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Minerva Orthopedics 2021 October;72(5):440-8

DOI: 10.23736/S2784-8469.21.04132-8


language: English

Kappa Active Orthosis: a preliminary biomechanical study on the immediate effect of a novel orthotic intervention for pediatric flexible flat foot

Paolo RONCONI 1, Massimiliano MURGIA 2, Teresa PAOLUCCI 3, Michelina ARMANDO 4, Eugenio DI STANISLAO 5 , Federica CAMUNCOLI 6, Manuela GALLI 6

1 Foot Medical Hospital, Rome, Italy; 2 Department of Physical Medicine and Rehabilitation, Sapienza University, Rome, Italy; 3 Unit of Physical Medicine and Rehabilitation, Department of Medical, Oral and Biotechnological Sciences (DSMOB), G. D’Annunzio University of Chieti-Pescara, Chieti, Italy; 4 Unit of Neurorehabilitation, Department of Neuroscience and Neurorehabilitation, Bambino Gesù Children’s Hospital, Rome, Italy; 5 ITOP SpA Officine Ortopediche, Palestrina, Rome, Italy; 6 Department of Electronics, Information and Bioengineering (DEIB), Polytechnic of Milan, Milan, Italy

BACKGROUND: Pediatric flexible flat foot is characterized by morphological dysmorphisms often associated with postural control and biomechanical gait alterations. Although there is no strong scientific evidence about the efficacy of foot orthoses, some authors suggest that these could modify gait biomechanics and improve postural control. Our hypothesis is that a novel type foot orthosis (Kappa active orthosis) is capable of influence gait biomechanics and postural control of children with flat feet.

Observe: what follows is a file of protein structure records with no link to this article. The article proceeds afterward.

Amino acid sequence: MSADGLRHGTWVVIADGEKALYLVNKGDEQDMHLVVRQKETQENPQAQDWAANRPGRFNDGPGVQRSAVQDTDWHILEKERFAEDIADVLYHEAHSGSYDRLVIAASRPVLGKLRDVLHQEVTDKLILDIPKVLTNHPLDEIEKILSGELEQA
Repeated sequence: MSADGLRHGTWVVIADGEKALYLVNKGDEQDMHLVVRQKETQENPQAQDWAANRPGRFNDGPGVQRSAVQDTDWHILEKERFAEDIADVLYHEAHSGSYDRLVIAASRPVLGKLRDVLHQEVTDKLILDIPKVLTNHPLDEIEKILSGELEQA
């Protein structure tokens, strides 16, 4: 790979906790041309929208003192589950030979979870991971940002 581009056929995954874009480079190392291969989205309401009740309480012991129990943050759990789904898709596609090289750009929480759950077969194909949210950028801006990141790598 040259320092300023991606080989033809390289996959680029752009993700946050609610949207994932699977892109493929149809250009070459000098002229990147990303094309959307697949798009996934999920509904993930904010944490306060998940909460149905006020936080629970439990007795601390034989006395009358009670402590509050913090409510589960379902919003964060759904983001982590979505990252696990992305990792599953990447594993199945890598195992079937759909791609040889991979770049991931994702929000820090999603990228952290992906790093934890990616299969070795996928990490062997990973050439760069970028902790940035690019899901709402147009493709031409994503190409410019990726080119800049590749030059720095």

METHODS: Retrospective observational study on a cohort of 13 Viladot type II bilateral flexible flat-footed children (5-12 years old). 3D gait analysis in barefoot and with kappa orthosis was conducted. A 15 seconds standing test was performed to analyze center of pressure (CoP) trajectory of each foot in four conditions: with eyes opened (OA) and closed (OC) both in barefoot and with Kappa orthosis.
RESULTS: All the components of GRF significantly differs during 0-7% of the gait cycle; other significant differences were found on antero-posterior and vertical components of GRF during midstance and push-off between the tested conditions. A weak correlation was found between Staheli Arch Index and the amount of mGRF variation. No significant differences were found analyzing CoP swing and velocity between conditions but an interesting trend on median values of medio-lateral oscillations was found.
CONCLUSIONS: The double wedge hindfoot support of the Kappa orthosis seems to be effective in modifying GRF during first rocker. Analysis of CoP sway suggest that Kappa orthosis could play a role also as a proprioceptive and exteroceptive stimulus.

KEY WORDS: Flatfoot; Foot orthoses; Gait analysis; Postural balance

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